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Analyzing Urban-Rural Disparities in CGMs Use

Analyzing Urban-Rural Disparities in Continuous Glucose Monitor Use

Unraveling the Urban-Rural Disparities Divide in Type 1 Diabetes Care

In a recent retrospective study, the stark contrast in diabetes care for children with type 1 diabetes (T1D) residing in rural versus urban areas has come to the forefront. The focus of the investigation was on the utilization of continuous glucose monitors (CGM) during diabetes care visits, revealing a significant discrepancy in access and utilization.

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Understanding the Methodology: Delving into Electronic Health Records

Researchers undertook a meticulous examination of electronic health records spanning from 2018 to 2021, sourced from a singular diabetes program. The study aimed to compare the likelihood of completing a diabetes care visit with or without the integration of CGM data, dissecting the disparities across regions designated as rural-urban commuting areas (RUCAs).

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Key Takeaways: Numbers Speak Volumes

Out of a total cohort of 2008 children with T1D, a substantial 67.5% (1356) were involved in at least one encounter featuring a CGM billing code. Within a pool of 13,645 visits, 40.2% (5465) were equipped with a billing code for CGM interpretation.

Breaking down the demographics, 68.2% (9308) of visits were completed by patients residing in urban areas designated as RUCA, 21.3% (2907) took place in large rural towns, 7.7% (1046) occurred in small rural towns, and a mere 2.8% (384) unfolded in isolated small rural towns.

Dissecting the Odds: Urban Dominance in CGM Utilization

The odds of a CGM-billed visit were found to be 31% lower among those residing in small rural towns (odds ratio [OR], 0.69; P = .018).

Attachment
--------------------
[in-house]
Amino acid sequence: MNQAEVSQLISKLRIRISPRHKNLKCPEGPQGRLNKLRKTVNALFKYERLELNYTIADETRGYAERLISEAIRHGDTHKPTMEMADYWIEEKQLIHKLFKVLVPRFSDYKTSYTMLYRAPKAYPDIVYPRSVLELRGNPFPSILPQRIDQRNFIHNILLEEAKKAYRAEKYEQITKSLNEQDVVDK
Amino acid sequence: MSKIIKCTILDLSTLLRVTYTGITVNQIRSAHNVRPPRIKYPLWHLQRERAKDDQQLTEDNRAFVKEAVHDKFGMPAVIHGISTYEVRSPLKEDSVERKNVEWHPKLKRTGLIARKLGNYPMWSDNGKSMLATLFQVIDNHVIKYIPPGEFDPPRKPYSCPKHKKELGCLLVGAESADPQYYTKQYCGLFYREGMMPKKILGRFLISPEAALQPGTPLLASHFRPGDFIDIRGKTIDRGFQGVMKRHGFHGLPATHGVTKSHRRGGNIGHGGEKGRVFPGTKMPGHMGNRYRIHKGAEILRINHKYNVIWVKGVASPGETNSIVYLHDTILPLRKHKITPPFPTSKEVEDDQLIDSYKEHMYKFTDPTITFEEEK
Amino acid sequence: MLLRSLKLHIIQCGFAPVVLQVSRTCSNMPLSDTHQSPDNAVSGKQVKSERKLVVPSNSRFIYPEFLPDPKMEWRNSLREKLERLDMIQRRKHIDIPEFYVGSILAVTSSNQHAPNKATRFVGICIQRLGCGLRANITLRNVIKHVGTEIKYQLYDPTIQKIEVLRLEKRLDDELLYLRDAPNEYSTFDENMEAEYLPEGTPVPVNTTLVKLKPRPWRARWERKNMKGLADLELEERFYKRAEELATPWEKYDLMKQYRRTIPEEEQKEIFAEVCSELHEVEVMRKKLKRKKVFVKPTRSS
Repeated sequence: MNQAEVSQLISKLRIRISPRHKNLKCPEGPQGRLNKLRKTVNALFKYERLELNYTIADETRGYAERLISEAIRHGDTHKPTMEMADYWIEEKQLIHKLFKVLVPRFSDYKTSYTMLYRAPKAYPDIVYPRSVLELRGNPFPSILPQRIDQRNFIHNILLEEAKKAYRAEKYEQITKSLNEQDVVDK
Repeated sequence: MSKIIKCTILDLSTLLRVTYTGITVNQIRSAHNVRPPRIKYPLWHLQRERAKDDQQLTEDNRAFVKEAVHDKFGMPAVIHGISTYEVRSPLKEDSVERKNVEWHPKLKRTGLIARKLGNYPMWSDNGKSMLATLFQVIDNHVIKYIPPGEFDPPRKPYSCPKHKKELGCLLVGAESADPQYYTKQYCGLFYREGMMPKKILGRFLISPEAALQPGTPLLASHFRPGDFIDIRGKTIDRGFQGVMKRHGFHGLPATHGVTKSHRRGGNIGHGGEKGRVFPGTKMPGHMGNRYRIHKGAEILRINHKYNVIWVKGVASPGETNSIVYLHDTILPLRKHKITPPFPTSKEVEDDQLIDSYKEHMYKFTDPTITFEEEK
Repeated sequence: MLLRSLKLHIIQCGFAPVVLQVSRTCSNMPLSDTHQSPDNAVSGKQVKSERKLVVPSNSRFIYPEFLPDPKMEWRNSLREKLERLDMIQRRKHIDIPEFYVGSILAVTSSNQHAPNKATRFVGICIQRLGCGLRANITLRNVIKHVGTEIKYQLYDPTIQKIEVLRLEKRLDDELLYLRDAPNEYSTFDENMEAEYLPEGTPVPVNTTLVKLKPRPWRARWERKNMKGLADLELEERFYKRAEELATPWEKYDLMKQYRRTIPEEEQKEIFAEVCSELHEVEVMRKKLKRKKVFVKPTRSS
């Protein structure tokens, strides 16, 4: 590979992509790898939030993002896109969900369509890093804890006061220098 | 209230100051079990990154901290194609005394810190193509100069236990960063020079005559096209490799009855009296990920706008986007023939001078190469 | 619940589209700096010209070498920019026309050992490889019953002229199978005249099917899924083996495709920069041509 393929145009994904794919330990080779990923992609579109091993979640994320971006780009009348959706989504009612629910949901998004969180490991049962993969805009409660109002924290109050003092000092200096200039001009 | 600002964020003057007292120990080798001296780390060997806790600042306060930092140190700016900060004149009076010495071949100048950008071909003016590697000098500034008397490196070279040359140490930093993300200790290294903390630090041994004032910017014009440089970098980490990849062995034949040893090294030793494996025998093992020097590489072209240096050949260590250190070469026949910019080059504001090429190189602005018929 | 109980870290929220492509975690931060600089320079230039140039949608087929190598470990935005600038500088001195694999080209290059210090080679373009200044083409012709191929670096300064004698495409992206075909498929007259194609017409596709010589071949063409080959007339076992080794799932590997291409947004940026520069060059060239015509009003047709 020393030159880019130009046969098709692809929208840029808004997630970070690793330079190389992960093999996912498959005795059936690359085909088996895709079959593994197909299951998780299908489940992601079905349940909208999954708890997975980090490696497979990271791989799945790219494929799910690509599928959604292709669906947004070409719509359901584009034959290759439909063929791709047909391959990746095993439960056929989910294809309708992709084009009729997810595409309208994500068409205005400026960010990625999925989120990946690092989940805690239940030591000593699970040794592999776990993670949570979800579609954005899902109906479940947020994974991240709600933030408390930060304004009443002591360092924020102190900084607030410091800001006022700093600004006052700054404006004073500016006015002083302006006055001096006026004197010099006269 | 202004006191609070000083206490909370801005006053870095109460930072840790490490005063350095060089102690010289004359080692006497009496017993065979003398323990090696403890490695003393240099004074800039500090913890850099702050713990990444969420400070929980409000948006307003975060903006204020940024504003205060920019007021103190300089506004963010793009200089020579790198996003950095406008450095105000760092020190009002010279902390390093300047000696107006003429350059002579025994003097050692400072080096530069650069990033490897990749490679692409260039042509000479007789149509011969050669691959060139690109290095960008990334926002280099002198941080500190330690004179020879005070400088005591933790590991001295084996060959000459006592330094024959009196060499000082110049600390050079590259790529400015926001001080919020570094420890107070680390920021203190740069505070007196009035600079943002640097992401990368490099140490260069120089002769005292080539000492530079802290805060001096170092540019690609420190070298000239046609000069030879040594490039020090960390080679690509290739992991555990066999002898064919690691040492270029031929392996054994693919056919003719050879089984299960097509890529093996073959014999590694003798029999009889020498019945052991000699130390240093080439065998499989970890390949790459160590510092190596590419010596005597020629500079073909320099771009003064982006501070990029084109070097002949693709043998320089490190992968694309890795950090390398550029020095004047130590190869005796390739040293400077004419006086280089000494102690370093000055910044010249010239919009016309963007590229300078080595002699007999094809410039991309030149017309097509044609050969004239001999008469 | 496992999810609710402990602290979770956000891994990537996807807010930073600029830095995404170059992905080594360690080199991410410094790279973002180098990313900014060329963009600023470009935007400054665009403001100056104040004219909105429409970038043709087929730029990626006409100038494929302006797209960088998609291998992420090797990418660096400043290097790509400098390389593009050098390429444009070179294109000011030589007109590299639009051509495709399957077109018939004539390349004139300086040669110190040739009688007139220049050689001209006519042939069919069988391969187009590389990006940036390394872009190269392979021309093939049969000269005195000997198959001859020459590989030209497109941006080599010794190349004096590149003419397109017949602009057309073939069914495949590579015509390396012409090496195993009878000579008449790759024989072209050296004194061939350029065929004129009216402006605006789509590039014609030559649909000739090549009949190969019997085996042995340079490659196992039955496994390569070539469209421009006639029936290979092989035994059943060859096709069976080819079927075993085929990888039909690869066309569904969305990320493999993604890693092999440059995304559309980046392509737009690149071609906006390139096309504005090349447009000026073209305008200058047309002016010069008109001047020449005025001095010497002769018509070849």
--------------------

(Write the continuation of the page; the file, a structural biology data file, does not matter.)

The contrast was even more pronounced in isolated small rural towns, where the odds were 49% lower (OR, 0.51; P = .025), both compared to their urban counterparts.

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This adjustment factored in variables such as sex, race/ethnicity, A1c level, visit year, and insurance type.

Public insurance emerged as a notable factor, with significantly lower odds of CGM use during clinic visits compared to those with private insurance (adjusted OR, 0.58; P < .001). Additionally, Black and Hispanic children faced lower odds of CGM-billed visits compared to White children (OR, 0.48 and 0.54, respectively; both P < .001).

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Clinical Implications: Navigating the Landscape of Pediatric Diabetes Care

The study’s findings underscore the need for heightened awareness among pediatric diabetes providers regarding the potential barriers to CGM use experienced by patients in rural areas. It urges collaborative efforts to identify and develop strategies aimed at overcoming these barriers to optimize diabetes care.

Source and Authorship: The Driving Forces Behind the Study

Conducted by Daniel R. Tilden, MD, from the Division of Endocrinology, Diabetes, and Clinical Genetics at the University of Kansas Medical Center, this study sheds light on critical aspects of pediatric diabetes care. Published on October 31, 2023, in Diabetes Care, the research aligns with the ongoing efforts to bridge gaps in healthcare accessibility.

Addressing Limitations: Acknowledging Constraints in the Study

While the study presents valuable insights, certain limitations should be acknowledged. The accuracy of billing codes may be subject to scrutiny, and technical challenges in data retrieval could have affected coding. Mobility of patients and the disruptive impact of the COVID-19 pandemic on clinical care add further layers of complexity to the study’s scope.

Funding and Disclosures: Transparent Financial Backing

The study received funding from the National Institutes of Health, the National Institute of Diabetes and Digestive and Kidney Diseases, and the Vanderbilt Diabetes Research and Training Center. Importantly, the authors disclosed no further financial relationships, ensuring transparency in the study’s financial backing.

In conclusion, this comprehensive analysis of urban-rural disparities in continuous glucose monitor utilization emphasizes the need for targeted interventions and collaborative efforts in pediatric diabetes care.

As the healthcare landscape continues to evolve, bridging gaps and ensuring equitable access to innovative technologies remain paramount in providing optimal care for children with type 1 diabetes.